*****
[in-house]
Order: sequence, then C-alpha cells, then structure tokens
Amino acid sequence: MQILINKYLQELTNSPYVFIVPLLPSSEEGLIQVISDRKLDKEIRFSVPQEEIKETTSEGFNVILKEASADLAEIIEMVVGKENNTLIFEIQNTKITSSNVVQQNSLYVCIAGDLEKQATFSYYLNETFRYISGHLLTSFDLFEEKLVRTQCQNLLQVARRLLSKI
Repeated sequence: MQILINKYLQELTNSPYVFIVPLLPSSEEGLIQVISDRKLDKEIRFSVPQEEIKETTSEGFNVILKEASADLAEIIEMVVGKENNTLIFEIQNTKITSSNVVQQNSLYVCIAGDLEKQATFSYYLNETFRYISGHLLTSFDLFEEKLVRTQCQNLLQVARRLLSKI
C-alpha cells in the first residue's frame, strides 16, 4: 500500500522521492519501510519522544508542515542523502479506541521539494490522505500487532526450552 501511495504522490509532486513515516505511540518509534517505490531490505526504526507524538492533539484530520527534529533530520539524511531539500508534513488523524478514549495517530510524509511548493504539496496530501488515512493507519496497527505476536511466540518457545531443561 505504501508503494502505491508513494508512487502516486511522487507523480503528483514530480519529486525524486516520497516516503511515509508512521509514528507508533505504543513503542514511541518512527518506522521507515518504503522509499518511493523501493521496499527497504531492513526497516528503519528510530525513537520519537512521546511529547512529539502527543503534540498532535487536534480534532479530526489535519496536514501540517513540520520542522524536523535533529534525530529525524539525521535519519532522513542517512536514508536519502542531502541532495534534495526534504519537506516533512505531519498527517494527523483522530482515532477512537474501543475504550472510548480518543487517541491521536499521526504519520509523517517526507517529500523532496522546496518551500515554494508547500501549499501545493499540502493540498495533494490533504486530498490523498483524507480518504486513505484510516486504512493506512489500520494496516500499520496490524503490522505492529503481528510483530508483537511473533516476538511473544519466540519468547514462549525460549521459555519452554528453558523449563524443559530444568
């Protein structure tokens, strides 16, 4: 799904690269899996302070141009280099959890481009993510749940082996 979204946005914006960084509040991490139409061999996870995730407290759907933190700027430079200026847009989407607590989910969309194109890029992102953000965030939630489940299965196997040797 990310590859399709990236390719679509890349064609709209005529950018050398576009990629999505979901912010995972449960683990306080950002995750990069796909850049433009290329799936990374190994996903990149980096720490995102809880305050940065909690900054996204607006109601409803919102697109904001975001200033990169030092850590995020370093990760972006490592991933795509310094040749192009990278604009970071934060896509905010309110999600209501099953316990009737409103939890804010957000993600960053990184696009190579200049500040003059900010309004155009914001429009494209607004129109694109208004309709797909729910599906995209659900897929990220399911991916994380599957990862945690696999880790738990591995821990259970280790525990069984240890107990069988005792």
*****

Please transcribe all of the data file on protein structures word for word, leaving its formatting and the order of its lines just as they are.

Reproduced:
[in-house]
Order: sequence, then C-alpha cells, then structure tokens
Amino acid sequence: MQILINKYLQELTNSPYVFIVPLLPSSEEGLIQVISDRKLDKEIRFSVPQEEIKETTSEGFNVILKEASADLAEIIEMVVGKENNTLIFEIQNTKITSSNVVQQNSLYVCIAGDLEKQATFSYYLNETFRYISGHLLTSFDLFEEKLVRTQCQNLLQVARRLLSKI
Repeated sequence: MQILINKYLQELTNSPYVFIVPLLPSSEEGLIQVISDRKLDKEIRFSVPQEEIKETTSEGFNVILKEASADLAEIIEMVVGKENNTLIFEIQNTKITSSNVVQQNSLYVCIAGDLEKQATFSYYLNETFRYISGHLLTSFDLFEEKLVRTQCQNLLQVARRLLSKI
C-alpha cells in the first residue's frame, strides 16, 4: 500500500522521492519501510519522544508542515542523502479506541521539494490522505500487532526450552 501511495504522490509532486513515516505511540518509534517505490531490505526504526507524538492533539484530520527534529533530520539524511531539500508534513488523524478514549495517530510524509511548493504539496496530501488515512493507519496497527505476536511466540518457545531443561 505504501508503494502505491508513494508512487502516486511522487507523480503528483514530480519529486525524486516520497516516503511515509508512521509514528507508533505504543513503542514511541518512527518506522521507515518504503522509499518511493523501493521496499527497504531492513526497516528503519528510530525513537520519537512521546511529547512529539502527543503534540498532535487536534480534532479530526489535519496536514501540517513540520520542522524536523535533529534525530529525524539525521535519519532522513542517512536514508536519502542531502541532495534534495526534504519537506516533512505531519498527517494527523483522530482515532477512537474501543475504550472510548480518543487517541491521536499521526504519520509523517517526507517529500523532496522546496518551500515554494508547500501549499501545493499540502493540498495533494490533504486530498490523498483524507480518504486513505484510516486504512493506512489500520494496516500499520496490524503490522505492529503481528510483530508483537511473533516476538511473544519466540519468547514462549525460549521459555519452554528453558523449563524443559530444568
């Protein structure tokens, strides 16, 4: 799904690269899996302070141009280099959890481009993510749940082996 979204946005914006960084509040991490139409061999996870995730407290759907933190700027430079200026847009989407607590989910969309194109890029992102953000965030939630489940299965196997040797 990310590859399709990236390719679509890349064609709209005529950018050398576009990629999505979901912010995972449960683990306080950002995750990069796909850049433009290329799936990374190994996903990149980096720490995102809880305050940065909690900054996204607006109601409803919102697109904001975001200033990169030092850590995020370093990760972006490592991933795509310094040749192009990278604009970071934060896509905010309110999600209501099953316990009737409103939890804010957000993600960053990184696009190579200049500040003059900010309004155009914001429009494209607004129109694109208004309709797909729910599906995209659900897929990220399911991916994380599957990862945690696999880790738990591995821990259970280790525990069984240890107990069988005792």